Last year, LEGO accidentally shipped a few sets of that year’s specialty calendar, which had a Castle theme, to the U.S. Shop-At-Home warehouse, and since the fans were complaining so loudly about it not being available in this country they were convinced to make them available through a special mail-order setup. But we didn’t have any such luck this year with the Pirates calendar, so unless you had a friend in Europe willing to ship it to you, there was no way to get it.
Well, my friend Holger Matthes in Germany was willing to do this favor for me, and I was hoping to get it in time for December 1st so I could post each day’s set like I did last year (each of those words is a link to a different day’s calendar from last year; days 1-7 and 24 are shown, but I bet you can find the rest). But alas, the package took a long time getting here (not Holger’s fault; he shipped it as soon as I gave him the details – but DHL took its sweet time in delivering it. Next time I’ll pay extra for airmail/express, or just order sooner. Though hopefully LEGO will have learned its lesson and won’t require me to jump through such hoops…)
If you want to see more clever coverage of the Advent calendars than I can provide, check out Chris Doyle’s Reasonably Clever blog where he’s included each day’s calendar prizes into the BRiCK House web comic.
Anyway, I didn’t get the Pirates calendar until December 18th, so I put photos on Flickr of the first 19 days the next day and have updated it today with the rest. You can see the City and Pirates sets for each day in my 2009 Advent Calendars set (or view as a slideshow).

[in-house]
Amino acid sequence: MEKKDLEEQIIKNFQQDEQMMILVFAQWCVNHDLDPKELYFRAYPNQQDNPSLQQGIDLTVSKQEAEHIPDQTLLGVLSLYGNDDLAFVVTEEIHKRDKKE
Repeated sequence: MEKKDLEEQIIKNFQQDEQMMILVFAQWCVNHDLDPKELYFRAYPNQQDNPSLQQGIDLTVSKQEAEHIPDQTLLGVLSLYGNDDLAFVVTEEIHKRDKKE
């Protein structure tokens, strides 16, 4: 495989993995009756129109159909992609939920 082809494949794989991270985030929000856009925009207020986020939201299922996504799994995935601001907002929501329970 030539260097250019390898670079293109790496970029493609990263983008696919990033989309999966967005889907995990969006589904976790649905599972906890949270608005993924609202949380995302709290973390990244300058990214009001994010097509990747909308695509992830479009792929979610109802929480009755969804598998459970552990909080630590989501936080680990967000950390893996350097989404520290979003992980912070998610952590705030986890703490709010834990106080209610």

I was surprised to see that both calendars had the days in the same quasi-random order. It made it easy to build them side-by-side; once I found that day’s door in one calendar, the other calendar had the same number in the same position. It did seem to me that all the doors were printed upside-down; the flap of the box was in the way if you tried to open the doors with the printing facing right-side-up. Last year, the direction of the printing was opposite on the two boxes, if I recall correctly.
Every year LEGO comes out with an Advent calendar (or two) and most years they include some form of Santa Claus and his sleigh. But usually the sleigh is barely big enough to fit a minifig, much less a load of toys and goodies, and the “reindeer” is actually a single minifig-scale dog with no antlers or anything.
Now Vincent Pace saves the day. He’s come up with a great MOC of Santa, his sleigh, and a whole complement of reindeer – including Rudolph with a trans-red 1×1 round plate for a nose. He’s used white droid arms for antlers, and they’re all harnessed together to an excellent red and green sleigh complete with toys.
And best of all, it can be yours! He’s selling it on eBay with a starting price of about $60 (which is about what it costs to get the parts on Bricklink). There is a link to the auction on his site – use the above link or click the photo.